These two websites are great for remotely hosting data, available to others without them having to create an account to see it. The downside to both is that you have to create an account to upload! My personal recommendation is Rapidshare, because it offers unlimited uploads, and unlimited file size. Mediafire caps your uploads at 200MB, which was too small for my photo folder! However, Mediafire will store your uploads indefinitely, whereas on Rapidshare they’re only stored for 30 days. They each have their pros and cons, but I’m sure you’ll be able to decide which is a better fit for you based on what you need out of the file storage.

4. Flash Drive

I’ve been operating under the assumption that, like me, you live far enough from your loved ones that online sharing is the best option. But of course using a flash drive to import the pictures onto someone else’s computer is the best, and quickest option! I usually forget to bring my camera’s computer cord home though, so I can’t use this method.

5. Flickr/Facebook

Of course, if you don’t feel like making a new account, Flickr and Facebook will definitely still do the trick. They have the added benefit of your family being able to pick and choose the photos they’d like to save, instead of having to download all of them in a folder. Of course, if your family simply wants to see the pictures and not actually use them for anything, sharing your pictures on one of these websites is probably the best idea! But I don’t know about you, my family is always wanting access to my pictures to print for albums, computer desktops or photobooks, so I have to share the files. Most of the time, I will also upload the pictures to Flickr or Facebook as well as share them through one of the above methods.

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Please let me know: do you have a great way to share your digital photos with family and friends? Is there a service I’m missing? Is there an EASIER WAY!? I’d love to hear your input, because this is such a common thing in my family.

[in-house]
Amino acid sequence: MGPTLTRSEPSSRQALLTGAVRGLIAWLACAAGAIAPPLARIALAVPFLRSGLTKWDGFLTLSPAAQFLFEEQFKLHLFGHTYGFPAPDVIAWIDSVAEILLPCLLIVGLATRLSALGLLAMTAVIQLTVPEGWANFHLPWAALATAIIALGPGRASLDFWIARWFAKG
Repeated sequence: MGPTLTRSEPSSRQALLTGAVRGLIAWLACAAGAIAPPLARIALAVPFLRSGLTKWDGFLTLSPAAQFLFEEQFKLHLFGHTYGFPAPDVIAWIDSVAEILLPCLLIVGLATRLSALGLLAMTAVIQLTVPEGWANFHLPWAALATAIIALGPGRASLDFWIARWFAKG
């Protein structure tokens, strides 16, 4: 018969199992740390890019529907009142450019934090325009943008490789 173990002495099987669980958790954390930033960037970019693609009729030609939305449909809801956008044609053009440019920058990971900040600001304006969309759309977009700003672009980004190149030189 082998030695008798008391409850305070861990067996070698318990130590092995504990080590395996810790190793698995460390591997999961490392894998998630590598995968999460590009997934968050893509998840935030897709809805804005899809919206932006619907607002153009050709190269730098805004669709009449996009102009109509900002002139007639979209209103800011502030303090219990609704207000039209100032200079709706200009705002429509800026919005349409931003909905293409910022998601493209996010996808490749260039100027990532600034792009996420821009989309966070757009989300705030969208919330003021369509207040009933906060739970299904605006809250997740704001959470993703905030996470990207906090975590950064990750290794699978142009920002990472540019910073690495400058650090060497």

xoxo,


4 thoughts on “How To Share Photos With Your Loved Ones”

  1. I had this same problem myself a few years ago. I decided to use SmugMug which is a bit expensive at $40 but is a great service. You can set your albums to be private and then send out protected links to your friends or family. It’s great for the case where your family/friends will only view them. There are more fine-tuned privacy settings and gallery themes as well but I haven’t explored them.

    1. I’d never heard of SmugMug, but you make it sound like a really good system. The price is a little steep, compared to free services, but I’m sure that you get what you pay for to some extent. Can your friends/family download your albums from the links? I might look into this service if my current system stops working! Thanks for the input. :)

  2. I definitely know how this is! My grandmother loves to look at my pictures, and I usually post them to Facebook. But then she calls me and I have to walk her through how to save them to her computer. And then she wants to show them to her sister, so we have to explain how to open them back up to share with my great aunt.

    1. Ha! Glad I’m not the only one with this problem. It’s cute that you always help your Grandma out with photo downloads! :) Hopefully you find an easier solution.